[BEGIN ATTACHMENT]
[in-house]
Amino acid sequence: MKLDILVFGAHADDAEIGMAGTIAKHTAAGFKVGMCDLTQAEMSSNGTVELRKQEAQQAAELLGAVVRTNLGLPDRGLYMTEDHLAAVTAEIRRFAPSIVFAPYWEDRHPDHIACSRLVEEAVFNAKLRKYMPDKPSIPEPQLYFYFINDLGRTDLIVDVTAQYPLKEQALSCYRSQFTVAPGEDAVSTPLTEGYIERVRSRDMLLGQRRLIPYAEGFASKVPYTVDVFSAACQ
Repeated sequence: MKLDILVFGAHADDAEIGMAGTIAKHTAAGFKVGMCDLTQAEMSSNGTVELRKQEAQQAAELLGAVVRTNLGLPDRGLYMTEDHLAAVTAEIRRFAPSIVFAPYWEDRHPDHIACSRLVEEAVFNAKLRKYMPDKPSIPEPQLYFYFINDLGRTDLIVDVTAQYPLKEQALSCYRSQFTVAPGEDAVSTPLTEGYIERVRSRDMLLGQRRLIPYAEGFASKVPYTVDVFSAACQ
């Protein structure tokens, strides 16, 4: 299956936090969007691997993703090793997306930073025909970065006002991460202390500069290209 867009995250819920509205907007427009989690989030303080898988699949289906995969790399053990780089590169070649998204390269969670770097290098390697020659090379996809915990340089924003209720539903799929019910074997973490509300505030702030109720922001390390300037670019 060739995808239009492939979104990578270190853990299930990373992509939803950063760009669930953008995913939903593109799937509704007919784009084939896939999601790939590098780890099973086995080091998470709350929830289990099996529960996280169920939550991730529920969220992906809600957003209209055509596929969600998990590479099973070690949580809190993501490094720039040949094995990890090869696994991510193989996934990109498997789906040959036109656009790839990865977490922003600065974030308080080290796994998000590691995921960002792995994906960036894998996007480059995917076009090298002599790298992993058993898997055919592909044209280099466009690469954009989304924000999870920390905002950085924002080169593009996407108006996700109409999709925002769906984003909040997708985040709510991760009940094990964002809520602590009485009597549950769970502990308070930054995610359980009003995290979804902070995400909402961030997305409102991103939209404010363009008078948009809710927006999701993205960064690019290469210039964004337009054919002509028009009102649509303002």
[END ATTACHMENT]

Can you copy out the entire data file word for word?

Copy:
[in-house]
Amino acid sequence: MKLDILVFGAHADDAEIGMAGTIAKHTAAGFKVGMCDLTQAEMSSNGTVELRKQEAQQAAELLGAVVRTNLGLPDRGLYMTEDHLAAVTAEIRRFAPSIVFAPYWEDRHPDHIACSRLVEEAVFNAKLRKYMPDKPSIPEPQLYFYFINDLGRTDLIVDVTAQYPLKEQALSCYRSQFTVAPGEDAVSTPLTEGYIERVRSRDMLLGQRRLIPYAEGFASKVPYTVDVFSAACQ
Repeated sequence: MKLDILVFGAHADDAEIGMAGTIAKHTAAGFKVGMCDLTQAEMSSNGTVELRKQEAQQAAELLGAVVRTNLGLPDRGLYMTEDHLAAVTAEIRRFAPSIVFAPYWEDRHPDHIACSRLVEEAVFNAKLRKYMPDKPSIPEPQLYFYFINDLGRTDLIVDVTAQYPLKEQALSCYRSQFTVAPGEDAVSTPLTEGYIERVRSRDMLLGQRRLIPYAEGFASKVPYTVDVFSAACQ
């Protein structure tokens, strides 16, 4: 299956936090969007691997993703090793997306930073025909970065006002991460202390500069290209 867009995250819920509205907007427009989690989030303080898988699949289906995969790399053990780089590169070649998204390269969670770097290098390697020659090379996809915990340089924003209720539903799929019910074997973490509300505030702030109720922001390390300037670019 060739995808239009492939979104990578270190853990299930990373992509939803950063760009669930953008995913939903593109799937509704007919784009084939896939999601790939590098780890099973086995080091998470709350929830289990099996529960996280169920939550991730529920969220992906809600957003209209055509596929969600998990590479099973070690949580809190993501490094720039040949094995990890090869696994991510193989996934990109498997789906040959036109656009790839990865977490922003600065974030308080080290796994998000590691995921960002792995994906960036894998996007480059995917076009090298002599790298992993058993898997055919592909044209280099466009690469954009989304924000999870920390905002950085924002080169593009996407108006996700109409999709925002769906984003909040997708985040709510991760009940094990964002809520602590009485009597549950769970502990308070930054995610359980009003995290979804902070995400909402961030997305409102991103939209404010363009008078948009809710927006999701993205960064690019290469210039964004337009054919002509028009009102649509303002």